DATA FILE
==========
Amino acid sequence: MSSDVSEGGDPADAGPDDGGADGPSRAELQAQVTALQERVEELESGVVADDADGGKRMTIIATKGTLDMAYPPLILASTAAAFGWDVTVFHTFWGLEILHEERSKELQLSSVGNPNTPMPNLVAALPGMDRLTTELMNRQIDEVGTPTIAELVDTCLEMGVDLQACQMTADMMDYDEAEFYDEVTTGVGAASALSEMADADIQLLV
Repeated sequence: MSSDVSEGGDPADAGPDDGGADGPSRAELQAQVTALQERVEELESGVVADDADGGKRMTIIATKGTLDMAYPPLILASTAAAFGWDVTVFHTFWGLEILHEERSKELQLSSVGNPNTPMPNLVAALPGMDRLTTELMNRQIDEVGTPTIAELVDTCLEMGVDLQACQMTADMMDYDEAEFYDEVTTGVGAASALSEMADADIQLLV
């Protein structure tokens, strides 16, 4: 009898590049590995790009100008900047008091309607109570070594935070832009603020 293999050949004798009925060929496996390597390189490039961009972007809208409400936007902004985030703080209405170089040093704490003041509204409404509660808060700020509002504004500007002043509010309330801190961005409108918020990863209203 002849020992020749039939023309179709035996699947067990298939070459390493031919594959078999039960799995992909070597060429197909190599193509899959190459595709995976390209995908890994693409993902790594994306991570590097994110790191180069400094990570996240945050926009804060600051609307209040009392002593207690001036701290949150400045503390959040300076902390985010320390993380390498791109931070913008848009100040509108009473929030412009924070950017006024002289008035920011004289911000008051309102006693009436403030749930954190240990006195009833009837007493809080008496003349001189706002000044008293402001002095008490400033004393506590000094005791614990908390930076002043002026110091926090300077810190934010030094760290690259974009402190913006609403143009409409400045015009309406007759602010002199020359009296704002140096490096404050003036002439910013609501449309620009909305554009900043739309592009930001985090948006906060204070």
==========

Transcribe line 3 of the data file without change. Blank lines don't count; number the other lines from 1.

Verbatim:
């Protein structure tokens, strides 16, 4: 009898590049590995790009100008900047008091309607109570070594935070832009603020 293999050949004798009925060929496996390597390189490039961009972007809208409400936007902004985030703080209405170089040093704490003041509204409404509660808060700020509002504004500007002043509010309330801190961005409108918020990863209203 002849020992020749039939023309179709035996699947067990298939070459390493031919594959078999039960799995992909070597060429197909190599193509899959190459595709995976390209995908890994693409993902790594994306991570590097994110790191180069400094990570996240945050926009804060600051609307209040009392002593207690001036701290949150400045503390959040300076902390985010320390993380390498791109931070913008848009100040509108009473929030412009924070950017006024002289008035920011004289911000008051309102006693009436403030749930954190240990006195009833009837007493809080008496003349001189706002000044008293402001002095008490400033004393506590000094005791614990908390930076002043002026110091926090300077810190934010030094760290690259974009402190913006609403143009409409400045015009309406007759602010002199020359009296704002140096490096404050003036002439910013609501449309620009909305554009900043739309592009930001985090948006906060204070």